Difficult Writing

A Response to Emma Vossen’s Publish or Perish

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So I’ll start with quick praise for Emma Vossen’s piece and the inspired and inspiring video for SSHRC. It’s a brave reflection on graduate student precarity, academic responsibility and this idea of middle-state publishing. That Emma is doing this in the context of game studies and in the spirit of inclusiveness and positive change is even better. I am a faculty member. I read it in all its middle state glory and I want to honour the valuable labour and contribution there with a response. Maybe it’s better to be outside academia for Emma’s arguments to take hold. I don’t think so. Her arguments are at the heart of our vocation as academics (and certainly as game studies scholars). Maybe Emma thinks this makes it harder for her to get an academic job, I think the opposite and many of my colleagues will agree. Continue Reading

Flexible Times

need Flexible Game Design

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Since games emerge from and reflect upon culture, it is becoming more and more important to find ways to accommodate the various cultural relationships to games and play that already exist globally. As the barriers to technology drop, accessibility to the tools of games are increasing, but the syntax of game making remains largely unexamined from the context of multi-cultural languages of games and play. Game development is a small world and has not demonstrated a willingness to deal with the cultures of play around the world that are now being reached with new global audiences. Mindful Play is our attempt to investigate the ways in which games are made and find ways to adapt existing game design methodologies to accommodate these emerging forms of play. Continue Reading

THE ILLUMINATOR

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Games are interesting to us for a few reasons. The first is this idea of Procedural Rhetoric put forth by Ian Bogost. For Bogost, software programs are a unique medium in their procedural rules, a flow of loops and state changes governed by conditional elements. Leveraging this idea for the purposes of employing rhetoric is then “the practice of using processes persuasively.” Our 2014 collaboration with the New York Civil Liberties Union aimed to put this into practice. Continue Reading

THE IMPORTANCE OF ABSTRACTION

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This essay builds on this particular area of development in video games and addresses the importance of abstraction in this medium by drawing on the work of Jesper Juul, Alexander Galloway, and others, and thus on the relevance of video games from a game theory perspective. A short qualitative analysis of two video games, Jeppe Carlsen’s 140 (2013) and Starbreeze Studio’s Brothers: A Tale of Two Sons (2013), is included to demonstrate how abstraction can be used in unique and interesting ways and can increase player agency, engagement, and authorship in ways that have not yet been fully tested. The former visually alludes to early video game aesthetics, but also amplifies updated mechanics that allow for more highly developed movement, transformation, and player outcomes specifically through sound. The latter, though more linear in terms of narrative and gameplay, utilizes a key feature of abstraction to heighten a player’s sense of loss and difficulty by disabling a portion of the player’s game control after a major narrative event unfolds. Continue Reading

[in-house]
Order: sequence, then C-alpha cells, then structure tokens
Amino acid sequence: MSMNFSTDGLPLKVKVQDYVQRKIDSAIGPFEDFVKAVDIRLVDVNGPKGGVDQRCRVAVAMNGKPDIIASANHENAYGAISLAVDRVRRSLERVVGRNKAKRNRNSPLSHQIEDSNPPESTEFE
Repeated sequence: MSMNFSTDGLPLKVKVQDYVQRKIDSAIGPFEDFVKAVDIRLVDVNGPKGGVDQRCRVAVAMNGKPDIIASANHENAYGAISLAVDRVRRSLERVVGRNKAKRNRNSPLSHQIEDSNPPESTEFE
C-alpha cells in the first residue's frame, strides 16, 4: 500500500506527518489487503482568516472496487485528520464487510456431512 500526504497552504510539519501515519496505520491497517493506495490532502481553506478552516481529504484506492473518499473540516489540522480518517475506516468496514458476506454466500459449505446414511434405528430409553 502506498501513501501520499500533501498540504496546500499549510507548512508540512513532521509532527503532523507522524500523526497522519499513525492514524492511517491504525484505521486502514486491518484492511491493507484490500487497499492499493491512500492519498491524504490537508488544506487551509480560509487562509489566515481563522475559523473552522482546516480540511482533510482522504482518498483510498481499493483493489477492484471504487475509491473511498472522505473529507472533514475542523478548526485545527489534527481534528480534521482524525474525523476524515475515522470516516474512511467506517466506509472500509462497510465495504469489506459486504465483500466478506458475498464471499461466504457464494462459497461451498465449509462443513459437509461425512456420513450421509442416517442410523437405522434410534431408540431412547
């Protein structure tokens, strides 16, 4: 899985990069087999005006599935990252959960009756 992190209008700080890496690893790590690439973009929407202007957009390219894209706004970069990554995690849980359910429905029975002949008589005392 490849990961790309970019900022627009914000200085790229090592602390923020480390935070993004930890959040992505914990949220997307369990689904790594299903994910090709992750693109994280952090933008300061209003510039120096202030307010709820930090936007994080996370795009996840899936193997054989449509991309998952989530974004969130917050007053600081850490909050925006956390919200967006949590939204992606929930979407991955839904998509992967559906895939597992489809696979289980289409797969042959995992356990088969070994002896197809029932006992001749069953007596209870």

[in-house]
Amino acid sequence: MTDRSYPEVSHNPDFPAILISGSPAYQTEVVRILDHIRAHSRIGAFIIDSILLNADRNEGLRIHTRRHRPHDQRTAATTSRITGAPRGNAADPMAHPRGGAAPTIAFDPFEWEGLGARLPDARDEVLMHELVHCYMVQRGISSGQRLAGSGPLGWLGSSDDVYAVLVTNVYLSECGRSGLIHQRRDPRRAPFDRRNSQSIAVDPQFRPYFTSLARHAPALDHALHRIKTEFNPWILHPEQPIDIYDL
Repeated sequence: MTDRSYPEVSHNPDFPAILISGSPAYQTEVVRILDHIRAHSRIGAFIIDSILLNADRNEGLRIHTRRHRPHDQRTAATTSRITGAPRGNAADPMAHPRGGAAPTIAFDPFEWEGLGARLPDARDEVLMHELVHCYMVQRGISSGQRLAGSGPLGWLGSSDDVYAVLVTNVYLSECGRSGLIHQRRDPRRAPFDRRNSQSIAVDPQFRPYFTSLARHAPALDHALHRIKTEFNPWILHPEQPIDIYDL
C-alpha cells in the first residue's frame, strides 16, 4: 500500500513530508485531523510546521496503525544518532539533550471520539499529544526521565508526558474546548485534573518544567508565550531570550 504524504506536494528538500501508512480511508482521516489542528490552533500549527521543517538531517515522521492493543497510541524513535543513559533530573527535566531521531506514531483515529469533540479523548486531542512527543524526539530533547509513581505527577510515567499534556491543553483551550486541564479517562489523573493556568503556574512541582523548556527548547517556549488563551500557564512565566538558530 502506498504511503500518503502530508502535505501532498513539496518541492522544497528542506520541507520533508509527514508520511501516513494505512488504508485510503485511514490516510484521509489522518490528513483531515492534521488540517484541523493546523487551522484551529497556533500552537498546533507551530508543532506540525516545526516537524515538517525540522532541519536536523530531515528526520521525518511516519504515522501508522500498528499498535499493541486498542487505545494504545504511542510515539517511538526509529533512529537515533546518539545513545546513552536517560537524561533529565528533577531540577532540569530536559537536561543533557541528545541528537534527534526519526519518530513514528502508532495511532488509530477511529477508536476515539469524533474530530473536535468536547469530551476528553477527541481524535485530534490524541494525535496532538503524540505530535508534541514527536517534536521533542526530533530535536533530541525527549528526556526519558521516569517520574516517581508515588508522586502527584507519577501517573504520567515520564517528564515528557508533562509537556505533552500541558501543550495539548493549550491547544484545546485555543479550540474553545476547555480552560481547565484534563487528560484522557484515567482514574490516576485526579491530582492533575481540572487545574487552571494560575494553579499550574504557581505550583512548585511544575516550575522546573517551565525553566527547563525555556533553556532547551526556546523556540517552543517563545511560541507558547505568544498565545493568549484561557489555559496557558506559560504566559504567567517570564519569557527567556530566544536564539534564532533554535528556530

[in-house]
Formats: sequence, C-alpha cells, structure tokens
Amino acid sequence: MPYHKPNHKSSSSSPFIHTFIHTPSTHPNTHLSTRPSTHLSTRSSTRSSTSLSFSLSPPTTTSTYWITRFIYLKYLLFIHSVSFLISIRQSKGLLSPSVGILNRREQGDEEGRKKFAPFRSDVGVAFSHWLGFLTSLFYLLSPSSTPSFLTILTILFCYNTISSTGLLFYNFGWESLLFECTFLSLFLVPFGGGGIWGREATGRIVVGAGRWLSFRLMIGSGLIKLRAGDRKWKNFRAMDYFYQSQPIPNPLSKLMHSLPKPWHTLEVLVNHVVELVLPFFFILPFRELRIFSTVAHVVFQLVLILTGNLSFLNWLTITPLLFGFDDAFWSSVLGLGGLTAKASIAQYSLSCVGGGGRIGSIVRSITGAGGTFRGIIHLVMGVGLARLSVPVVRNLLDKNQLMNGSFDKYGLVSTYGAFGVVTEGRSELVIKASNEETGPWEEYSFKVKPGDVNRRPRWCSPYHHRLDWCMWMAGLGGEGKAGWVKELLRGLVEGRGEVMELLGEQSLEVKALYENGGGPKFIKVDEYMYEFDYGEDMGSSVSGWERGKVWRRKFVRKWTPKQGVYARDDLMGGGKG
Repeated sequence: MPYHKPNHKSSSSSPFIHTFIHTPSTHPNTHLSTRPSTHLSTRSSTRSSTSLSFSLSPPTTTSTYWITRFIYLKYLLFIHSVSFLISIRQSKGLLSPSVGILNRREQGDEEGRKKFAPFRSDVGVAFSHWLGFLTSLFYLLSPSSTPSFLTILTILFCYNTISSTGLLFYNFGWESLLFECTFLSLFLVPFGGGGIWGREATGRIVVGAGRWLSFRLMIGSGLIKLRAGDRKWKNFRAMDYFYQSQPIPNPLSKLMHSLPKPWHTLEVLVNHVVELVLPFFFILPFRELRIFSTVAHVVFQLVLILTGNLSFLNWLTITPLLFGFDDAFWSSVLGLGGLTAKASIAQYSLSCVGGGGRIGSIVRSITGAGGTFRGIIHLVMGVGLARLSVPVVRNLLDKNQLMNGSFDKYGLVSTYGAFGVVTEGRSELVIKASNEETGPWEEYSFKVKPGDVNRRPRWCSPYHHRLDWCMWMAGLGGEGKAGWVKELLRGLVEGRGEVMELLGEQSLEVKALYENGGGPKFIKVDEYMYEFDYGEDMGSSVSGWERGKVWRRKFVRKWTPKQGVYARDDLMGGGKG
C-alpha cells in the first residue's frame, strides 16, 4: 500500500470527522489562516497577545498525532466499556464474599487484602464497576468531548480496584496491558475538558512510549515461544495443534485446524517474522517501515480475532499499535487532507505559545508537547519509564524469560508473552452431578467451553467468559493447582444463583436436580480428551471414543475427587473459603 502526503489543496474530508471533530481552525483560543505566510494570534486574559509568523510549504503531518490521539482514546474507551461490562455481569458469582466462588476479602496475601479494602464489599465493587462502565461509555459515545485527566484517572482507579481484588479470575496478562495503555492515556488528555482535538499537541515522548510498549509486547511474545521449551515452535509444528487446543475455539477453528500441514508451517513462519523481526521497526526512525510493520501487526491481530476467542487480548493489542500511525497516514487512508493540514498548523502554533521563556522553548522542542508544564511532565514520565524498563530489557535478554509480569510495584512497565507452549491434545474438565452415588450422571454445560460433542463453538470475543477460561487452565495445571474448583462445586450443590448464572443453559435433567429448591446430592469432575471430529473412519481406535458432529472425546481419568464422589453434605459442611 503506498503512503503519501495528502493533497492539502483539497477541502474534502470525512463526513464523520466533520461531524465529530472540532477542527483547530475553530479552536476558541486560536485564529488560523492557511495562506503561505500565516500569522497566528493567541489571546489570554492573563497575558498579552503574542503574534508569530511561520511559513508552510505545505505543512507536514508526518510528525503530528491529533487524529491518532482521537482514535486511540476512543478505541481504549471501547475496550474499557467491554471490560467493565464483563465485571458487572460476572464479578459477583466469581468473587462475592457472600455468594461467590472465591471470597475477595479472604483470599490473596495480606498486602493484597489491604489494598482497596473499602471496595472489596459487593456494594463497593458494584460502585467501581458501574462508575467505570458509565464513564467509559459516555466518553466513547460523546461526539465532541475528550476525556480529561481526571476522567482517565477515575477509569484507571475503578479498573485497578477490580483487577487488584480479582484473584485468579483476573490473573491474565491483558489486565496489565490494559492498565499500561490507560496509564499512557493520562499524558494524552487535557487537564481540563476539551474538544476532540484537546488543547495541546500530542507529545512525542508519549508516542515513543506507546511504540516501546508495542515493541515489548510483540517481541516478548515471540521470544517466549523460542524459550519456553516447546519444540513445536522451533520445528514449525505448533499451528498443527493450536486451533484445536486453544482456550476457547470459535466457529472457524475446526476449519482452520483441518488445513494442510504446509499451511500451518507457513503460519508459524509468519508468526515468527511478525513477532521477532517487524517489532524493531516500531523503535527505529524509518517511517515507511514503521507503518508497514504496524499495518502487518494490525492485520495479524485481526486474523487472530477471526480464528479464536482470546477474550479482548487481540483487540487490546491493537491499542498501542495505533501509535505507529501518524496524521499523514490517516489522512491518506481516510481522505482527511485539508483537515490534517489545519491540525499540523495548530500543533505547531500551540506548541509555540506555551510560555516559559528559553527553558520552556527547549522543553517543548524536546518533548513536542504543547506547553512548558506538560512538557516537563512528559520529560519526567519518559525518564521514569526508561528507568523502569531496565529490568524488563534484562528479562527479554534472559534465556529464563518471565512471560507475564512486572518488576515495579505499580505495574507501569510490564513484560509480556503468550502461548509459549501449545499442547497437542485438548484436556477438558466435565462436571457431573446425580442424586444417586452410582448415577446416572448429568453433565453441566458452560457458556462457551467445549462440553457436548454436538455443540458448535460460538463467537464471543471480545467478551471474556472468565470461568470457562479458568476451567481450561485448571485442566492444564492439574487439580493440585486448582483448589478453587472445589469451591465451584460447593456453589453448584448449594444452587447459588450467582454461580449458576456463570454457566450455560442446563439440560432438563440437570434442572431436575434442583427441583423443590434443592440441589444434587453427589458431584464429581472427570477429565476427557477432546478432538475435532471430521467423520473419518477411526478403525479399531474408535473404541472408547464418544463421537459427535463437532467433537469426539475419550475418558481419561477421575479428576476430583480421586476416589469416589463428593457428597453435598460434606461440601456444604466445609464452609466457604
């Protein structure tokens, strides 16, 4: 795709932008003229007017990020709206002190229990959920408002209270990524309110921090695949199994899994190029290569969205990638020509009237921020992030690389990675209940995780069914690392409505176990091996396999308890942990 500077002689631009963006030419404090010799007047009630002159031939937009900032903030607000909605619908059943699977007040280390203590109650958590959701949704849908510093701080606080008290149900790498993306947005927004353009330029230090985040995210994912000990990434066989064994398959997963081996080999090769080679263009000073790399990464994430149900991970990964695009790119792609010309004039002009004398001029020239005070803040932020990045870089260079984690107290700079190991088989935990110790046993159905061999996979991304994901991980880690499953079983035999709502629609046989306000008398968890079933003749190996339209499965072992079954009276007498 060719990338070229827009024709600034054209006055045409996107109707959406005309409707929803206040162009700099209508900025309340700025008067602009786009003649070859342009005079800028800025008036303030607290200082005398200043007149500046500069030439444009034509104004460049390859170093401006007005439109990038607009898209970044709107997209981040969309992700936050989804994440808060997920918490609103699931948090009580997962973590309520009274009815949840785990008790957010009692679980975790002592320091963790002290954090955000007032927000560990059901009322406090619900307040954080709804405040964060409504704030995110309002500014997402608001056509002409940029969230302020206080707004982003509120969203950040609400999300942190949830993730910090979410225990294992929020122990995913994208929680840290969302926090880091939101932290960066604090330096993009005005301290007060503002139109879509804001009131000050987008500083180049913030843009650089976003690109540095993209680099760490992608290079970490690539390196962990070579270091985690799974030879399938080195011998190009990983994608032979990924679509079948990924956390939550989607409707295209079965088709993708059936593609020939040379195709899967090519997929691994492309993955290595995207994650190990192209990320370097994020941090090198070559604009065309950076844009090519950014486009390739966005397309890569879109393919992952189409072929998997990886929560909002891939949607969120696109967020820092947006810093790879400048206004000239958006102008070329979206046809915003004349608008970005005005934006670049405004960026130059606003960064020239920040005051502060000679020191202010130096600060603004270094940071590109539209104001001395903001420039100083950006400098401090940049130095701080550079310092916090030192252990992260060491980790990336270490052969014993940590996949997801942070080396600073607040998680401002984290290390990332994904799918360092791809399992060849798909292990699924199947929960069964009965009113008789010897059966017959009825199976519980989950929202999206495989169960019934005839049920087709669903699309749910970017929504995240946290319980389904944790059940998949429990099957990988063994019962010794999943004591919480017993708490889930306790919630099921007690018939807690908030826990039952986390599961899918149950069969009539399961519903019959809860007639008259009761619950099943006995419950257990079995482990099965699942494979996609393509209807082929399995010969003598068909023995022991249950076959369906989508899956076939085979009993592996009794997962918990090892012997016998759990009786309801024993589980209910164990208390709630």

Following the Green Light

Designing Inclusion in Game Distribution

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Though personal computers have become more affordable and ubiquitous in the past 30 years, deeming this as a “natural evolution” that lead to an increased technological literacy in America would be simplistic and technologically deterministic, and overlooks the organized efforts performed by companies to expand the use of these technologies to begin with. Steam, for example, had some adoption obstacles in the beginning: unveiled at the 2002 Game Developers Conference and released a year later, the distribution platform was reportedly buggy and unfriendly towards users. 2 years later, though, the video game giant that owns Steam, Valve, decided to release all of its games for PC asking for a compulsory installation of Steam in order to play. Coincidentally, in 2004 one of Valve’s biggest games was released: Half-Life 2, now an industry staple that cost $40 million to make, sold more than 1.7 million copies worldwide. Continue Reading

Simulating Life

Political Game Design

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It is useful for me to think of games as simulations. Although not all games are explicitly simulations, they all come to life by representing some activity as a prerequisite to being able to afford the player to partake in that activity. While this activity implies some sort of closed environment–be it through physical ability or problem solving–it is also possible to use this simulated aspect as a way to open up to the world around us and, as we will take a closer look here, to politics and political systems. This article aims to expose the inherently political aspect of game development. Having gone to school for both political science and game development, I have seen political questions appear over and over in the design and development of both my games and those of my colleagues. By taking the particular topic of political philosophy of the Enlightenment, I hope to show how computer simulations can help us in acknowledging the politics in designing and developing games. Continue Reading